“Would you tell me, please, which way I ought to go from here?”
“That depends a good deal on where you want to get to,” said the Cat.
“I don’t much care where—” said Alice
“Then it doesn’t matter which way you go,” said the Cat.
“—so long as I get somewhere,” Alice added as an explanation.
“Oh, you’re sure to do that,” said the Cat, “if you only walk long enough.”
—Lewis Carroll, Alice’s Adventures in Wonderland
Consider the conversation between Alice and the Cheshire Cat. Is it best to know where we want to go? Or only to want to go? Or simply to go?
My knee-jerk reaction, based on the Cat’s mocking pronouncements and my own personality, is to assume that one should have a plan. Meandering aimlessly is for lost souls and losers, right?
Well, I myself can argue otherwise with a literal example: travel. I write travel books on Hawai‘i, and people often ask me where to go, what to see, which accommodations are best. While I have no shortage of suggestions, I’m often stumped because I don’t know a person’s particular preferences.
Ultimately, you must know yourself well to travel well: to choose a destination (and purpose and pace) that reflects what you enjoy rather than what’s trendy. People with keen interests (whether hiking or yoga, botany or the arts) are wise to plan ahead, to ensure the right equipment, workshop space, or tickets to a show. Yet, over-planning is not the answer. Who knows what you’ll discover along the way? Why be tethered to a plan if it proves misguided on the road?
In yoga, we eventually know (or should know) the basics of alignment and form and quieting the mind—and which type of practice suits us. But beyond that, do we really know where we’re going with yoga? At that level, we’re mostly just walking along, trying to keep a steady pace, hoping to reach a good place. Likewise, in the big scheme of life, it’s also a balancing act between foresight and freedom, knowing and not knowing.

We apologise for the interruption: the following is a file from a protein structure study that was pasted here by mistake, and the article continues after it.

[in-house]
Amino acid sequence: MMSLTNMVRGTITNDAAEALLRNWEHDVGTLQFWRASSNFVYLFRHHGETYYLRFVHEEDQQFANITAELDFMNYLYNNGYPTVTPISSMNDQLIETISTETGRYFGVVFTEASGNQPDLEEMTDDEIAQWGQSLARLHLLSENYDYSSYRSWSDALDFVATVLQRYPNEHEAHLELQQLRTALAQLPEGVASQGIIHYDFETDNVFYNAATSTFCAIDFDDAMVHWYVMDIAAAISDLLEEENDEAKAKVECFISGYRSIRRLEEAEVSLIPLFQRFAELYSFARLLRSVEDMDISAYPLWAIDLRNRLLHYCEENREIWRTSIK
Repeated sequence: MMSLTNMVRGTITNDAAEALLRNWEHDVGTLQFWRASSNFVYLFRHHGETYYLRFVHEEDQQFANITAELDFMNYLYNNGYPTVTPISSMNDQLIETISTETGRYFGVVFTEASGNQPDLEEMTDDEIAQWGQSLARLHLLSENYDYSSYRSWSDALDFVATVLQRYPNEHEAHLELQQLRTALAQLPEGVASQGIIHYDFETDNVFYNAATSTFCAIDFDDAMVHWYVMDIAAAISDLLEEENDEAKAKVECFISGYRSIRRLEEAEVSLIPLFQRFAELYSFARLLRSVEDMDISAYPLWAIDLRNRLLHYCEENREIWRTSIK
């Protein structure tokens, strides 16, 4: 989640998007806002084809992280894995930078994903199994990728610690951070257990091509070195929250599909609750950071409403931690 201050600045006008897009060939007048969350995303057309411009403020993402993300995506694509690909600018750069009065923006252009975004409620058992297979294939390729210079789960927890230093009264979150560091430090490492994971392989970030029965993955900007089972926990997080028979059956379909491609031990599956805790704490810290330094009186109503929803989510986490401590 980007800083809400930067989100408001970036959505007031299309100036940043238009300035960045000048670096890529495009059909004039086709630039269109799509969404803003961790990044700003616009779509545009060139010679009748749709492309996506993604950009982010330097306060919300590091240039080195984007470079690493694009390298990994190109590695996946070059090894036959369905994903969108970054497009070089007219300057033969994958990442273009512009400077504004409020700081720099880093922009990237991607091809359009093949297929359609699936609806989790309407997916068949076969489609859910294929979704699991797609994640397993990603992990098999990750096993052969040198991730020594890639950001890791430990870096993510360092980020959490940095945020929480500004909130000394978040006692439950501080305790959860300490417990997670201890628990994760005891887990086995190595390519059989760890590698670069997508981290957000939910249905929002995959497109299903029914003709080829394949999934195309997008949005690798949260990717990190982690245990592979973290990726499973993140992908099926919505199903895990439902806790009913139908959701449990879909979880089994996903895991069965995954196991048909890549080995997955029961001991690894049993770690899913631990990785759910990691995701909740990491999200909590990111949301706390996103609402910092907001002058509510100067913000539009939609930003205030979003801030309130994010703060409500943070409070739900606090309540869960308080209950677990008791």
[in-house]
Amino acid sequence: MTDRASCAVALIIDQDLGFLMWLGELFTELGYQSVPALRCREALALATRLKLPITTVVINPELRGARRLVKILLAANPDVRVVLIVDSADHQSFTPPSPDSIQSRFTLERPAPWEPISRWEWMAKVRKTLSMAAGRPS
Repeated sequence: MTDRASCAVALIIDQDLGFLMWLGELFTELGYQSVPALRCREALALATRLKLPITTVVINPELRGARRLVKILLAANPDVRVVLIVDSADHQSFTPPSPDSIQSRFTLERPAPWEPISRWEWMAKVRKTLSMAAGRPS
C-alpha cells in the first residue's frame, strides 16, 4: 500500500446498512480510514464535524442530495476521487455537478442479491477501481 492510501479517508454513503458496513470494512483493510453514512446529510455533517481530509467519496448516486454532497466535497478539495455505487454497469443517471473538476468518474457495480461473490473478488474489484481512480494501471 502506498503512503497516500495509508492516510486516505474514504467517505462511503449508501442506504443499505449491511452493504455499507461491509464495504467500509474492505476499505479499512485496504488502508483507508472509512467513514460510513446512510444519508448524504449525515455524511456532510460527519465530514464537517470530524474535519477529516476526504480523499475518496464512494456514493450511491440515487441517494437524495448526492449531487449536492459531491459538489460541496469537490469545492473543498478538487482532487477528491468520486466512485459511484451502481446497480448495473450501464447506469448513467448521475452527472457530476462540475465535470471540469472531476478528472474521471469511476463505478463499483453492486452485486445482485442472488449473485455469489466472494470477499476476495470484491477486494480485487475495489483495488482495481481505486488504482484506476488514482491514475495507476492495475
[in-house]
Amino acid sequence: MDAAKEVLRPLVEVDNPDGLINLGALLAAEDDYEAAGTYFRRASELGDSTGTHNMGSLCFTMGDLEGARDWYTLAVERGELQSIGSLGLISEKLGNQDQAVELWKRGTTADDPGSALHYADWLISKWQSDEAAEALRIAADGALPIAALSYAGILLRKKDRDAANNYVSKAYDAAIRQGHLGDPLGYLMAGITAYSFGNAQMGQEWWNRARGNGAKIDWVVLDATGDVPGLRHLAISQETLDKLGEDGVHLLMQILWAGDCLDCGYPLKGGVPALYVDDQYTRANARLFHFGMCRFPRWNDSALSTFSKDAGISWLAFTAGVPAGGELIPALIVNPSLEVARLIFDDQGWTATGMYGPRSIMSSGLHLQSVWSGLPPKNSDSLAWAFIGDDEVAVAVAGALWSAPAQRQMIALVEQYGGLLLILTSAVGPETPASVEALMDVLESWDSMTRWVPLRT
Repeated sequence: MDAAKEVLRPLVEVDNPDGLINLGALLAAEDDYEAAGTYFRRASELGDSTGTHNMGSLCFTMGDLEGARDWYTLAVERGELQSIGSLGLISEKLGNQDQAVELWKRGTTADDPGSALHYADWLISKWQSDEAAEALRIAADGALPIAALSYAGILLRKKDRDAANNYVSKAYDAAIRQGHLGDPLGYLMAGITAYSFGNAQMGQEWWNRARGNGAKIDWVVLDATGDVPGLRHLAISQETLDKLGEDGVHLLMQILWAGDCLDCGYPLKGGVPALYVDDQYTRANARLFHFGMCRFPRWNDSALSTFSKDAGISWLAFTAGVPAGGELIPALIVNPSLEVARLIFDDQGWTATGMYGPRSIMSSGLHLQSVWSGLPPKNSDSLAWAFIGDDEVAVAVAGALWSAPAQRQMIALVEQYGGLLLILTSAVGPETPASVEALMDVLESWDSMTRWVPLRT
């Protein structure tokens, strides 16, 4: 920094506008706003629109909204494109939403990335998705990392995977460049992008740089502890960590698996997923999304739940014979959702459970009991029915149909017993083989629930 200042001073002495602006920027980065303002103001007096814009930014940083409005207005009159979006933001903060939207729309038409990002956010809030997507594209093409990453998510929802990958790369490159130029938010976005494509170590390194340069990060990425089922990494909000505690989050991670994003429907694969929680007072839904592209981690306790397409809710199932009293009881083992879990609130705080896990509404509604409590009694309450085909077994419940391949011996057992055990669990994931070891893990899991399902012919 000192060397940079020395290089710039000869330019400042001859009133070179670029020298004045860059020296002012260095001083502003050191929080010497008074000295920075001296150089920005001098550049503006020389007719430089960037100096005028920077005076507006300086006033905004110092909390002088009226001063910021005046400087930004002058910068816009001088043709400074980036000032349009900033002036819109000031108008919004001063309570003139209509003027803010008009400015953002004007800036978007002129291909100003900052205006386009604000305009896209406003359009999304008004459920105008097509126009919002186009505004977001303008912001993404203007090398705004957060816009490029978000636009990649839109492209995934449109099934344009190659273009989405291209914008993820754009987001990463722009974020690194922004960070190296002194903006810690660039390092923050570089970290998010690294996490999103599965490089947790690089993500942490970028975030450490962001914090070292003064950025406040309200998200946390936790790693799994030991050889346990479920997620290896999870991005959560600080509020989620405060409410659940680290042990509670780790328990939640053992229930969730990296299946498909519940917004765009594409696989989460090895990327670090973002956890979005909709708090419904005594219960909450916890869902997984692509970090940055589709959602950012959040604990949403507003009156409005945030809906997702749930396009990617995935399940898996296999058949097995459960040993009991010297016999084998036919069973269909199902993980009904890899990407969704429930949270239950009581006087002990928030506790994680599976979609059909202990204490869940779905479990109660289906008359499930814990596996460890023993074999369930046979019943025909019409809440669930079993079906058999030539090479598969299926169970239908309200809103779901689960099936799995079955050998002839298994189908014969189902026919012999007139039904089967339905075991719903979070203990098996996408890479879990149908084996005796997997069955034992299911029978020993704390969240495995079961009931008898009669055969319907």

in yoga, as long as you are with your breath, you’re never lost.
with travel, a map doesn’t hurt.
Nice post, Yoga Spy.
There’s a wonderful quote, which I can’t put my hands on right now: “Don’t insist on going where you think you want to go. Ask the way to the spring.”
I think it’s Kabir.
In yoga, I think we know we’re going towards the Self. Exactly how we get there is a matter of trust and practice.
I retired seven years ago (after a thirty year career) precisely so I could explore the then totally foreign world of “not having any plan at all”. What would I do and where would I end up if I purposely had nothing in particular I was trying to accomplish (very foreign for me.)
The surprising answer? Yoga writer and Bhagavad Gita devotee. I’m trying not to let it get so serious and structured that I have to retire from that!
Thank you Eve and Yoga Spy – I took the quote of Lewis Carroll’s dialog and Eve’s answer about going towards the Self and placed it with my favorite yoga quotes. It is in good company.
Bob, it’s my pleasure to meet a fellow Karma Yogi.
Emma, thanks for the reminder 😉 So very true.
My yoga teacher, Ingelise Nherlan, insists that the brain follows the eyes, which is why the direction of the gaze (drishti) is so important. Consider Warrior 2 for example, we gaze into the future, but our spinal column stays firmly rooted in the present, while our back foot is rooted to the past.
One can’t ask the body to move forward, without an approximate idea of where it is we are asking it to go. Must run to teach now!!! thx for the post